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Psalm 119 - Aleph (The Secret To Happiness)

Updated: Sep 20, 2019

Andy Yung

Psalm 119:1-8 NIV

Blessed are those whose ways are blameless, who walk according to the law of the Lord.

Blessed are those who keep His statutes and seek Him with all their heart –

they do no wrong but follow His ways.

You have laid down precepts that are to be fully obeyed.

Oh, that my ways were steadfast in obeying your decrees!

Then I would not be put to shame when I consider all your commands.

I will praise you with an upright heart as I learn your righteous laws.

I will obey your decrees; do not utterly forsake me.

Psalm 119 is the longest psalm, made up of 22 sections with 8 sentences each. Each of the 22 sections is given a letter of the Hebrew alphabet, and each line in that section begins with that letter. Most ancient experts dedicate this psalm to David though some disagreed.

The Psalmist began this long psalm exalting those who are “blessed”. What does ‘blessed’ really mean? Some explain it as just being happy. But from the Psalmist’s perspective, it is more than the ‘happy’ we are familiar with, for example, winning a football game or graduating from school. He wanted to truly enjoy his life.

What is the secret to happiness?

Vs. 1-3

What does “walk” mean to us?

We learned to walk since we were toddlers and will walk until we lose the ability, or pass on. So to “walk according to the law of the Lord” isn’t just about doing our quiet times or obeying some commandments, it is about our life-long journey with God. The Psalmist saw that those whose ways were blameless were happy with their life. That was inspiring to him.

He looked at those who “seek Him with all their heart” and “do no wrong" to God, and he realised that those who sought after God kept God’s words in their hearts like a treasure. He desired his life journey to be blessed like them. That’s how we can be blessed too; seek after God wholeheartedly, and walk in obedience to Him.

Vs. 4-6

He looked at God’s rules, and saw that God “had laid down precepts to be fully obeyed”. Jesus had summed up all the many rules into two commandments – to love God and to love our neighbours. We are to be “steadfast in obeying your (God’s) decrees”.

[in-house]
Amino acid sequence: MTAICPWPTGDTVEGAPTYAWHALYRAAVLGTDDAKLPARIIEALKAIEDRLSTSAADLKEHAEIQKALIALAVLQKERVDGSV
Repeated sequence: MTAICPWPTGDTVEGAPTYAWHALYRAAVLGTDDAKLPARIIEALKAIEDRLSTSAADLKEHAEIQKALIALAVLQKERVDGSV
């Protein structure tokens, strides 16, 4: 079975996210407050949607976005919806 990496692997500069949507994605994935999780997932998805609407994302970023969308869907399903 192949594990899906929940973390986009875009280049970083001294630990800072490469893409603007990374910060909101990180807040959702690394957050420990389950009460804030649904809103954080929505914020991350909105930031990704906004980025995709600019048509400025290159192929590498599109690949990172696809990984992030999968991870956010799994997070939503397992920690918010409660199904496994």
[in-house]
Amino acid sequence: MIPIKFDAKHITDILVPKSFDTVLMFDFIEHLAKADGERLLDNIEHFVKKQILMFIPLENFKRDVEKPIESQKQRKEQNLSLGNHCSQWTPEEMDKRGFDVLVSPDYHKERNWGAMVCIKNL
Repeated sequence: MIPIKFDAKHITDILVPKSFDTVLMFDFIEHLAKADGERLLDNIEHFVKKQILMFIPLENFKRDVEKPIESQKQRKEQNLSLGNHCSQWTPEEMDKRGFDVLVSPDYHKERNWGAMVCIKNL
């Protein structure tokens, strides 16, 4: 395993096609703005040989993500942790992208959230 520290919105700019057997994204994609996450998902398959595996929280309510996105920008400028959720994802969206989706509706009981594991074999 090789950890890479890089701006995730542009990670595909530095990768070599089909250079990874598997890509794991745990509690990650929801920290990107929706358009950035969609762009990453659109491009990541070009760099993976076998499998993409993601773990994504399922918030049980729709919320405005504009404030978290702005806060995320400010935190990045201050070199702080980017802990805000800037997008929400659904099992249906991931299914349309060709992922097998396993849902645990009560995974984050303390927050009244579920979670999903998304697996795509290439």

We “would not be put to shame” as long as our deeds are all done out of love for God and the people around us. We wouldn’t want to face the shameful consequences that sins often bring us. Neither would we want to be ashamed when we face God in prayer or during judgment in future. We’ve got to obey God’s commands to love, and all the actions that spring naturally from a heart that loves God and others.

Vs. 7-8

The Psalmist desired not just to praise God with his mouth, but also to “praise you (God) with an upright heart”. We can go to church and sing praises to God with our mouths, but are not upright in our hearts. God desires us to be righteous and not merely pay lip service.

Learning God’s words is the first step in getting our hearts right. Like the Psalmist, we know we are far way from full obedience to God, but that should not stop us from wanting to make our best efforts. The Psalmist made a resolute commitment, “I will obey”, a determined decision to try his utmost. And he knew he needed God’s help and forgiveness, requesting God not to forsake him. God has chosen to forsake Jesus on the cross, so that He will not have to forsake us.

God has laid down the precepts for our life. It is all in the Bible, and we can enjoy real life if we follow His ways. Satan tells us otherwise, that life is found elsewhere, like how he tempted Jesus. Life is good and enjoyable when we follow God’s ways.

Andy Yung

Andy is the head of compliance for an international bank and is happily married, with three daughters. He became a disciple of Christ three decades ago, and studies God's Word passionately. He desires to be constantly led by the Spirit.

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